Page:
Prop 68 Climate Resilience Miniseries Episode 11: Evaluating Sea Level Rise Adaptation Planning in Coastal California

(Intro to the series here)

“I hope we don’t fall into reactionary status quo.. but rather, take some bold steps in planning actions to try to adapt to sea-level rise in ways that might be a good bet.” – Charles Lester

Today we are talking with the University of California Santa Barbara project team leading a statewide evaluation of sea-level rise adaptation planning across California’s 76 coastal jurisdictions. One of the products of this work will be a user-friendly online inventory of adaptation planning occurring throughout the state. The Ocean Protection Council and the Office of Planning and Research are closely tracking the progress of this project and exploring opportunities to align and potentially merge the products from this work with the state’s Adaptation Clearinghouse.

Applying lessons learned from current and past action, the project team will develop recommendations for improving California’s coastal adaptation planning process, including the Local Coastal Plan policy update process. They will also assess alignment between local plans and the State’s Sea Level Rise Principles, released October 2020.

“I think of California’s coast as a laboratory of sorts, with all of these locations that are really diverse…if we can understand each of these places a little bit better, we might find little nuggets of wisdom about how to do a better job at making decisions,” says Dr. Charles Lester, the Principle Investigator on the project. This project will help California find ways to “plan for the long-term but take meaningful action today…and how do we take those actions today so as not to prejudice or ruin the future for our kids and our grandkids?” adds Lester.

California needs to move away from the “emergency-response” method that has dominated action around coastal resilience to flooding, erosion, storm surges, and sea-level rise and move towards thoughtful long-term planning with adaptation pathways and triggers that keep the ultimate goals developed by each local community in mind. 

By evaluating the effectiveness of particular adaptation strategies, this project will help inform future action that factors in a given locality’s values and priorities (e.g. protecting property, preserving sandy beach landscapes, maintaining coastal access and public safety). A huge part of this Prop 68 project is to see how local jurisdictions balance the inevitable tradeoffs associated with SLR planning and projects.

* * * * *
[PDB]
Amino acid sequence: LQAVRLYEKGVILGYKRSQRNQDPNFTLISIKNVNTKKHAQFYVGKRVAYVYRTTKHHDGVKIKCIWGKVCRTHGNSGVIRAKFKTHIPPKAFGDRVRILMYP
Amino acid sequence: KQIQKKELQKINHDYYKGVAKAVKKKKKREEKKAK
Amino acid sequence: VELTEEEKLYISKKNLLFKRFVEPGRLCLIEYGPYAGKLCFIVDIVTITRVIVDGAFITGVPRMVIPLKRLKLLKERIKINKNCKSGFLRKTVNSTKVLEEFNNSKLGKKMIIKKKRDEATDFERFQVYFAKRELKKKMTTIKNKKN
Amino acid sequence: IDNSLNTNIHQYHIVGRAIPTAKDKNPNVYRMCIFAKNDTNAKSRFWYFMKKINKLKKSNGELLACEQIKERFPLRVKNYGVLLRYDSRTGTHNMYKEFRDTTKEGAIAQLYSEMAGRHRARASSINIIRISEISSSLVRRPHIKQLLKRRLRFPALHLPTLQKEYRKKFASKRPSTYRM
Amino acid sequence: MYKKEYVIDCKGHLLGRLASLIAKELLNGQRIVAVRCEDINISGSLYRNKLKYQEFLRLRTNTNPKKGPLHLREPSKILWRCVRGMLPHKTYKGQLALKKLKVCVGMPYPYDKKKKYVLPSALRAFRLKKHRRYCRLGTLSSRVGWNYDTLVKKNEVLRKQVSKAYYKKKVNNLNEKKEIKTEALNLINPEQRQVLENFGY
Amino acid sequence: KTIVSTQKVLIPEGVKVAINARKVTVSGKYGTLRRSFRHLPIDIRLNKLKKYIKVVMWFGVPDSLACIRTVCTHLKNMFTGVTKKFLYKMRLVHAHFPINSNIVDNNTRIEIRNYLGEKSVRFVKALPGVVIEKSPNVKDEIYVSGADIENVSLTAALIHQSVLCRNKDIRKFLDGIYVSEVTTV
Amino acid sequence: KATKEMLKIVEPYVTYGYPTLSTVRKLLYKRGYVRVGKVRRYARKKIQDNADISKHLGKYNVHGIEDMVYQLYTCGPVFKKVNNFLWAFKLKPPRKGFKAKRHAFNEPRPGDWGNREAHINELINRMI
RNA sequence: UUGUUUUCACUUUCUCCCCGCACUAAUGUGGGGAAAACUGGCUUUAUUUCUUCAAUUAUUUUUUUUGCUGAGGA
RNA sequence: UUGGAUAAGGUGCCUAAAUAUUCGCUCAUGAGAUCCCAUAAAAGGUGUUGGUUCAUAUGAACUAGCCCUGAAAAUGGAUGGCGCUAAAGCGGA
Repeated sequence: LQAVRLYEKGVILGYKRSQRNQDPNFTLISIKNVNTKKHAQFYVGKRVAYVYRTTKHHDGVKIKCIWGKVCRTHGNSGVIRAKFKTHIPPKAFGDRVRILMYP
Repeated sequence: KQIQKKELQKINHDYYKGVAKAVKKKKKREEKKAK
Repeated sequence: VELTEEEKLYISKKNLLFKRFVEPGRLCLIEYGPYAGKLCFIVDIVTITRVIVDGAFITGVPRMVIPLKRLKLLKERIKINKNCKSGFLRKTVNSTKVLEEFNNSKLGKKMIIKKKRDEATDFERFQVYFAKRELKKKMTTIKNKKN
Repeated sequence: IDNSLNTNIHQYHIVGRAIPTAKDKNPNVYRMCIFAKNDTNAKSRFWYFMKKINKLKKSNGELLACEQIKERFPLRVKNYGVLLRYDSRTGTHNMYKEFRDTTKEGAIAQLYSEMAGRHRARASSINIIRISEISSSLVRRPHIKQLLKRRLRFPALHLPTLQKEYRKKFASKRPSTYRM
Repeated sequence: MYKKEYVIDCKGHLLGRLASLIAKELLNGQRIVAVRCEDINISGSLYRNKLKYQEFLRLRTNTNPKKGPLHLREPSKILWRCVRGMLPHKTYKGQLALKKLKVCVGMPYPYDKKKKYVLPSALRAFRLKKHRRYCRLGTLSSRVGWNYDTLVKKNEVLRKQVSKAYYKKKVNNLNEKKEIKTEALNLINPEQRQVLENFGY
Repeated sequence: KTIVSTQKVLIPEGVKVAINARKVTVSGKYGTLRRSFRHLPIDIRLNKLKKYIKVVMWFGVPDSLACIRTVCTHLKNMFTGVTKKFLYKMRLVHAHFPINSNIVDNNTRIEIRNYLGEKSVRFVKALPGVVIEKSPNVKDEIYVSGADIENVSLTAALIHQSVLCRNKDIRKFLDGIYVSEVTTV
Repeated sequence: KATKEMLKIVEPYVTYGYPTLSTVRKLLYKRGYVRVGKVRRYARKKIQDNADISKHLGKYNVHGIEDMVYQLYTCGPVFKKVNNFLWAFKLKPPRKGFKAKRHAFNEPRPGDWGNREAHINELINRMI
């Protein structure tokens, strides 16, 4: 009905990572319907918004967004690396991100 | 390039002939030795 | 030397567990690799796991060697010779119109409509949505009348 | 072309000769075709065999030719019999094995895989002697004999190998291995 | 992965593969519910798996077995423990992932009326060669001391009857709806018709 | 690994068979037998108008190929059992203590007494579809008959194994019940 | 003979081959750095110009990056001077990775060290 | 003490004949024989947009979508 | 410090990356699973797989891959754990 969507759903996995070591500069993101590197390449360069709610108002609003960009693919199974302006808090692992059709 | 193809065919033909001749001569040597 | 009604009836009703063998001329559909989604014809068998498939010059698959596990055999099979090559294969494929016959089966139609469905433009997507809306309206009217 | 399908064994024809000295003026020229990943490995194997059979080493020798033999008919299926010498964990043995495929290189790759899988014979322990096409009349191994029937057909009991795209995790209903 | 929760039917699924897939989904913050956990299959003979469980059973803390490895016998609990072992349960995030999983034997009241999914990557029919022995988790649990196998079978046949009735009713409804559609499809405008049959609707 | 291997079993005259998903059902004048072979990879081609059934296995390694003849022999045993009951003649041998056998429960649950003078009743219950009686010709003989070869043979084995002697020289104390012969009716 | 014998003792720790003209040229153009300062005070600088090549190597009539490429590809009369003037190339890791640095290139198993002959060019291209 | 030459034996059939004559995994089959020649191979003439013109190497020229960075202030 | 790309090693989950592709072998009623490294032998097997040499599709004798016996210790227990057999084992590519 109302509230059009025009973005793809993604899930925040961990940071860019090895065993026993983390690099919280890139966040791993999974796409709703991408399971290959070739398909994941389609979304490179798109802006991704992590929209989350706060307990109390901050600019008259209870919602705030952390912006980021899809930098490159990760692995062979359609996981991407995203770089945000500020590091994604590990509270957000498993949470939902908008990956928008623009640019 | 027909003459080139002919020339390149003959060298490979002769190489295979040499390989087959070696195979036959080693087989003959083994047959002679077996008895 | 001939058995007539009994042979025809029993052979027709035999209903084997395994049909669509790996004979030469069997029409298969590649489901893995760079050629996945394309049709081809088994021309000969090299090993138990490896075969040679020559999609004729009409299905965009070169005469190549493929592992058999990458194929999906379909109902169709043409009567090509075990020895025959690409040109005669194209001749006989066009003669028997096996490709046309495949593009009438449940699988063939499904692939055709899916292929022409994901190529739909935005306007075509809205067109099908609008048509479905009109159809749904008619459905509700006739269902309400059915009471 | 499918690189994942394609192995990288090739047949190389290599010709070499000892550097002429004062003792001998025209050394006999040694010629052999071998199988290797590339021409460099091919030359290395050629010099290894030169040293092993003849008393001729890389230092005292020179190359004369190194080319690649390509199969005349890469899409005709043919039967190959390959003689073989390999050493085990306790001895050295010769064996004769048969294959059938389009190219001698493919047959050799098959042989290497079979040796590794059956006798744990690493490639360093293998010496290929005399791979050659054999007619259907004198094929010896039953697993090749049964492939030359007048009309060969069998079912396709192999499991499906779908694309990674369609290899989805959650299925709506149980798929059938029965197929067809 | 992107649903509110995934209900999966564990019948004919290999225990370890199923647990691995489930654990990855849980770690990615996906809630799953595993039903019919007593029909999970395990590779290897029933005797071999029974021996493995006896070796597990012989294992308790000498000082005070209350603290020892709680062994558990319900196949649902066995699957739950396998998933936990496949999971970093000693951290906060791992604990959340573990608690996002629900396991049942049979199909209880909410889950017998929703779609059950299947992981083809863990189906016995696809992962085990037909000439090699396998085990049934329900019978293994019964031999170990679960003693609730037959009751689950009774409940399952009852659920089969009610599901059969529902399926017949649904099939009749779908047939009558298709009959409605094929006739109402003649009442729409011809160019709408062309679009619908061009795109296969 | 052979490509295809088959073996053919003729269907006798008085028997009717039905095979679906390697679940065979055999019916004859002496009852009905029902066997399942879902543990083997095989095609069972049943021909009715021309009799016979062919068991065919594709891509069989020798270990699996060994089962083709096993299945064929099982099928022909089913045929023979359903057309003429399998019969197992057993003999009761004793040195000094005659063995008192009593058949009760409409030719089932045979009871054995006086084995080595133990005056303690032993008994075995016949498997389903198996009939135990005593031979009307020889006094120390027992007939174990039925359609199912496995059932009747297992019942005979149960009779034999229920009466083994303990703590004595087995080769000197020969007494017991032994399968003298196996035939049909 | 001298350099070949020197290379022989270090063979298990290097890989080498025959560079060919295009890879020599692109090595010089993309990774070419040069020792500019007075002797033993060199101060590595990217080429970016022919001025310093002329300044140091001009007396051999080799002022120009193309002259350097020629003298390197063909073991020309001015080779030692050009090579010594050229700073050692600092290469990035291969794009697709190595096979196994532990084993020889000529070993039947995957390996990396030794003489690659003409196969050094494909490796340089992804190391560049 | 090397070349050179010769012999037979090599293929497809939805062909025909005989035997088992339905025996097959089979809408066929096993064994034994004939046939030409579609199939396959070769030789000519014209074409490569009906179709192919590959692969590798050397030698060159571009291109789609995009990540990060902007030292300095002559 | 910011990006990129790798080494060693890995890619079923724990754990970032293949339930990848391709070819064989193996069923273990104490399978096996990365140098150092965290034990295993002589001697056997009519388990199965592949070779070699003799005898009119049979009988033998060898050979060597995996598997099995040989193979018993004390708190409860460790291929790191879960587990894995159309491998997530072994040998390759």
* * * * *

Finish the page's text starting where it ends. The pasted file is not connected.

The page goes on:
“We expect to find that there is no uniform process for SLR adaptation planning, some jurisdictions may be far along in the process of SLR planning while others may be just beginning to explore opportunities for SLR adaptation planning… and different jurisdictions and communities may have different preferred methods for adapting to SLR… some may accommodate for SLR, others might want to nourish their beaches and protect their shorelines more heavily, and some may want to retreat from the imposing threat altogether,” notes graduate student researcher Caitlin Manley.

To learn more about this project, check out this video!



  • Video Production, Editing, and Narration: Kat Beheshti
  • Drone footage: Charles Lester
  • Photos: Charles Lester
  • Video Thumbnail Photo: Charles Lester
  • Video Footage: Kat Beheshti, Charles Lester 

About Dr. Charles Lester: Charles is the Director of the Ocean and Coastal Policy Center within the Marine Science Institute at the University of California, Santa Barbara. He is also the Principle Investigator on this Prop 68 Project. Prior to working at UC Santa Barbara, Charles served the State of California for 20 years as a manager, Deputy Director and ultimately the Executive Director of the  California Coastal Commission (2011-2016). He received his BA in Geochemistry from Columbia University, and his JD and PhD in Jurisprudence and Social Policy from the University of California, Berkeley.

About Caitlin Manley: Caitlin is a Graduate Student Researcher at the UCSB and a Master’s Student at the Bren SChool of environment science and management. Caitlin received her BS in Marine Biology and Biological Oceanography from the University of Hawaii at Manoa. Prior to entering graduate school, Caitlin has worked for the Santa Barbara Museum of Natural History and Sea Center, U.S. Fish and Wildlife Service, and the National Parks Service.  

About the Author: Dr. Kathryn Beheshti is a 2021 California Sea Grant State Fellow with the Ocean Protection Council’s Climate Change Program. Kat’s own research focuses on understanding the drivers of loss and recovery of key coastal foundation species (e.g. salt marsh plants and seagrasses). Kat is committed to making science accessible to individuals of all ages and demographics. She hosts her own science communication platform, and participates in an interdisciplinary science communication team at, where she is a Lead Vlogger.

Categories: Climate Change, Grant Projects, Outreach and Education, Sea-Level Rise, Strategic Goal 1: Climate Change